Third, a successful economy also depends on meaningful opportunities for work for everyone who wants a job. However, America has faced a long-term decline in participation among prime-age workers (see chart 3). In 1953, just 3% of men between 25 and 54 years old were out of the labour force. Today, it is 12%. In 1999, 23% of prime-age women were out of the labour force. Today, it is 26%. People joining or rejoining the workforce in a strengthening economy have offset ageing and retiring baby-boomers since the end of 2013, stabilising the participation rate but not reversing the longer-term adverse trend.

      Involuntary joblessness takes a toll on life satisfaction, self-esteem, physical health and mortality. It is related to a devastating rise of opioid abuse and an associated increase in overdose deaths and suicides among non-college-educated Americans—the group where labour-force participation has fallen most precipitously.

      There are many ways to keep more Americans in the labour market when they fall on hard times. These include providing wage insurance for workers who cannot get a new job that pays as much as their old one. Increasing access to high-quality community colleges, proven job-training models and help finding new jobs would assist. So would making unemployment insurance available to more workers. Paid leave and guaranteed sick days, as well as greater access to high-quality child care and early learning, would add flexibility for employees and employers. Reforms to our criminal-justice system and improvements to re-entry into the workforce that have won bipartisan support would also improve participation, if enacted.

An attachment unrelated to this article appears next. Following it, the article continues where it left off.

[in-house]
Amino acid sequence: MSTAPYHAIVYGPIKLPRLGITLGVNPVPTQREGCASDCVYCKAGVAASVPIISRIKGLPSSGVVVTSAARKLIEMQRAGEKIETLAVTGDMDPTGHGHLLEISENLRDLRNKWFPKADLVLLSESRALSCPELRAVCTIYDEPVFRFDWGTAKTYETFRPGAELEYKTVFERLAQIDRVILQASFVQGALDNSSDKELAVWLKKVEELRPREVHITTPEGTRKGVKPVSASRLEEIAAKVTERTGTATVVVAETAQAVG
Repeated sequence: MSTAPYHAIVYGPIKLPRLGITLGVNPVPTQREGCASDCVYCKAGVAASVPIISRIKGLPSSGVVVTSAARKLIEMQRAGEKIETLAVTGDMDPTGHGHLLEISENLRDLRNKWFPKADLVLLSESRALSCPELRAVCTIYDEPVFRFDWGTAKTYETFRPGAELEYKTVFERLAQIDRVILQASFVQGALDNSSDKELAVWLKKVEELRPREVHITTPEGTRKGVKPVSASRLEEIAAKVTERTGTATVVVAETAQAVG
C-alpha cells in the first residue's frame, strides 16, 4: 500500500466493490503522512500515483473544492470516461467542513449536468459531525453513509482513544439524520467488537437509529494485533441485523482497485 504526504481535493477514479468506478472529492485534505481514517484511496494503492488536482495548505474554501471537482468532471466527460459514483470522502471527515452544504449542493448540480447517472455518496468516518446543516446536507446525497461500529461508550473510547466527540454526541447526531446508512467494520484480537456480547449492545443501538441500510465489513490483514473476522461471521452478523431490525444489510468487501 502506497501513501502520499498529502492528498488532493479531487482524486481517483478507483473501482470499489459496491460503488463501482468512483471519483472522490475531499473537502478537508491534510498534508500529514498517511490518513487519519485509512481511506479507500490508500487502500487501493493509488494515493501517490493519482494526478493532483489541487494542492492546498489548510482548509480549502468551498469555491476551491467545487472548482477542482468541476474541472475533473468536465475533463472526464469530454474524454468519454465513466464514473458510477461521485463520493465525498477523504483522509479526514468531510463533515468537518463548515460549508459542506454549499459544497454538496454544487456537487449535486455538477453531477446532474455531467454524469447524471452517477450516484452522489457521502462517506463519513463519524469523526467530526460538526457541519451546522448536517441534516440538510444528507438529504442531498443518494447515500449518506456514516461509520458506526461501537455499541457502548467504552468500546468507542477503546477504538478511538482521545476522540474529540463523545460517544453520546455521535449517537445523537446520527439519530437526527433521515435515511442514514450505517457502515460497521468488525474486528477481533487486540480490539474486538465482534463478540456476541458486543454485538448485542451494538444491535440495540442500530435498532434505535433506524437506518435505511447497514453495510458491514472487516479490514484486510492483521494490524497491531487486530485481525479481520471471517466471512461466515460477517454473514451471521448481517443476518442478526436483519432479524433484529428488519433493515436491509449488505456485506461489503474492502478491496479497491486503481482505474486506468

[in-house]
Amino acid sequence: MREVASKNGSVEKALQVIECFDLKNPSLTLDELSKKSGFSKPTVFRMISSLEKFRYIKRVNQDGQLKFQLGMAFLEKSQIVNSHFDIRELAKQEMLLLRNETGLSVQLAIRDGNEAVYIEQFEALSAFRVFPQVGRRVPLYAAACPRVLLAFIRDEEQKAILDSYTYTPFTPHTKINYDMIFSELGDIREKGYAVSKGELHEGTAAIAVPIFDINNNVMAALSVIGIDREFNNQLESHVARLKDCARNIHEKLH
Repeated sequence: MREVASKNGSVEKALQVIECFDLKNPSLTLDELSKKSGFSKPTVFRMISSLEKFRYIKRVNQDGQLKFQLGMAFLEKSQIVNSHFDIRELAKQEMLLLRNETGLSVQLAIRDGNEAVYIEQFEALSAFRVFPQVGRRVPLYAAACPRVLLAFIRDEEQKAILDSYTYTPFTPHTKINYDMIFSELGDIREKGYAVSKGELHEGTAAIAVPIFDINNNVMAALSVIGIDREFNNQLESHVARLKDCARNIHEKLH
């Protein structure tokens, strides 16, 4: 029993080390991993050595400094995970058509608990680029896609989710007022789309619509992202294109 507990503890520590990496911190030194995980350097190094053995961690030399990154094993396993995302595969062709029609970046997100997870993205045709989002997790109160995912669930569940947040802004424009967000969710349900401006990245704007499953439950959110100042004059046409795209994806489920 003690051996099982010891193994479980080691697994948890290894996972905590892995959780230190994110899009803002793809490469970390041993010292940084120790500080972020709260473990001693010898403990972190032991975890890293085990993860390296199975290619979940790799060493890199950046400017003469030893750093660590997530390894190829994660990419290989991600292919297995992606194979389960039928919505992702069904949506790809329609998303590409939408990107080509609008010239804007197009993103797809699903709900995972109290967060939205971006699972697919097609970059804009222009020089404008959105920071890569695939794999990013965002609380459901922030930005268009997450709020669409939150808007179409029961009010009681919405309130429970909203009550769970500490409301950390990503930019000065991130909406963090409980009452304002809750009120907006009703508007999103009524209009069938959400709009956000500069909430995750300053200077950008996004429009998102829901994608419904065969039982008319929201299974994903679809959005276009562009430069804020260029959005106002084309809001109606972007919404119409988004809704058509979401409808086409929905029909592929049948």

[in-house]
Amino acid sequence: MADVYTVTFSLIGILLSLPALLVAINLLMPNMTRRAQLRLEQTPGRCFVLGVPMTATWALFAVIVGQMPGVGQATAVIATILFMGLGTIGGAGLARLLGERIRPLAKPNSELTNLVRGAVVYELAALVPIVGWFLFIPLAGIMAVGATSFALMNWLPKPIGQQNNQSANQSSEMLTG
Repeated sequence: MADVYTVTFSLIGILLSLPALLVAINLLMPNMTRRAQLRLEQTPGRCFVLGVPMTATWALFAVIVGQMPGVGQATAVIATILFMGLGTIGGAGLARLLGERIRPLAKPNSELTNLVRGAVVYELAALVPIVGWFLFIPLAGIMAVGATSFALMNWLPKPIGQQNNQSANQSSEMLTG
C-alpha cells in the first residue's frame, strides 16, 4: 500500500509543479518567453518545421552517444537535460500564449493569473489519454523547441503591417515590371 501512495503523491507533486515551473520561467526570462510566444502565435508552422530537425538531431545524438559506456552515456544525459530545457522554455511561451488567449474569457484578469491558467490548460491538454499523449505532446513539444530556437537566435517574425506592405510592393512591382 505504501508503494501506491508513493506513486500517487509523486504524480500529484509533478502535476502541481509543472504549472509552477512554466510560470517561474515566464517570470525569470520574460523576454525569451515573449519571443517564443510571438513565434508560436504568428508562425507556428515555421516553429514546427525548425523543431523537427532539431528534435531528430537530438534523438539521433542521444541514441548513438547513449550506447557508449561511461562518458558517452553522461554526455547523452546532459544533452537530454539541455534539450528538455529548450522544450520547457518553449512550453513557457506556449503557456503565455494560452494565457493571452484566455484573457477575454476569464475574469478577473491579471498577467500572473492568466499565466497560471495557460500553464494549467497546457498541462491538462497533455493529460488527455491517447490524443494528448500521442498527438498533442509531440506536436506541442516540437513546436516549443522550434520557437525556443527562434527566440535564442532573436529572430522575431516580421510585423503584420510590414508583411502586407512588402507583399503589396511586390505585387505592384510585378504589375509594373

Building a sturdier foundation

      Finally, the financial crisis painfully underscored the need for a more resilient economy, one that grows sustainably without plundering the future at the service of the present. There should no longer be any doubt that a free market only thrives when there are rules to guard against systemic failure and ensure fair competition.